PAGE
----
Last summer, they marked themselves out as the new go-to guys for arched miserablism brushed over with a kind of grand, elegant euphoria. Now, Glasgow via Manchester’s most sombre bunch Father Sculptor are set to release their debut EP ‘Faith And Violence’ next month. They’ve already previewed one track from that record - the gloriously swoonsome ‘Lowlands’ (listen here) - and following swiftly behind is another, in the form of ‘Sault’.
On first appearances, it’s far less solemn than any of their previous output, bouncing with delicate marimbas and a groove ripped straight from the heart of a mid-80s indie disco. Then, frontman Thomas David’s howls unravel, dampening the buoyant guitars with gloomy lines like “all I want is a purpose to live for” and the later growls of “it’s the ways they lie when I always try... But the things they hide I can no longer abide.” The latest in a growing catalogue of deftly played-out anguish, ‘Sault’ sees Father Sculptor further defining their role as one of our greatest new despondent hopes.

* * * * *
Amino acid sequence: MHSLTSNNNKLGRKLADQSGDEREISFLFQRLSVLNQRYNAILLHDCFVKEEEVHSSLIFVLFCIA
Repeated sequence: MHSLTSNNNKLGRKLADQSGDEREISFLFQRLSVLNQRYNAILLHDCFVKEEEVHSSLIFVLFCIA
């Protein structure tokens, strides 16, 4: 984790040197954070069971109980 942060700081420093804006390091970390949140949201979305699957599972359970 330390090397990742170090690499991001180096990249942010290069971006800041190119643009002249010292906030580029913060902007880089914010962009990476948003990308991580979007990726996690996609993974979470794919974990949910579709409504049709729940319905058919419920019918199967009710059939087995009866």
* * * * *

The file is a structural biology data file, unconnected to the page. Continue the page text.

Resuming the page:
The ‘Faith and Violence’ EP is released digitally and on 12” vinyl on April 15 via IX Hispana Records. Father Sculptor play the following dates around the release:
April 13th - Stereo, Glasgow
April 15th - Birthdays, London
April 16th - Castle Hotel, Manchester
April 17th - Nation of Shopkeepers, Leeds
April 19th - Think Tank, Newcastle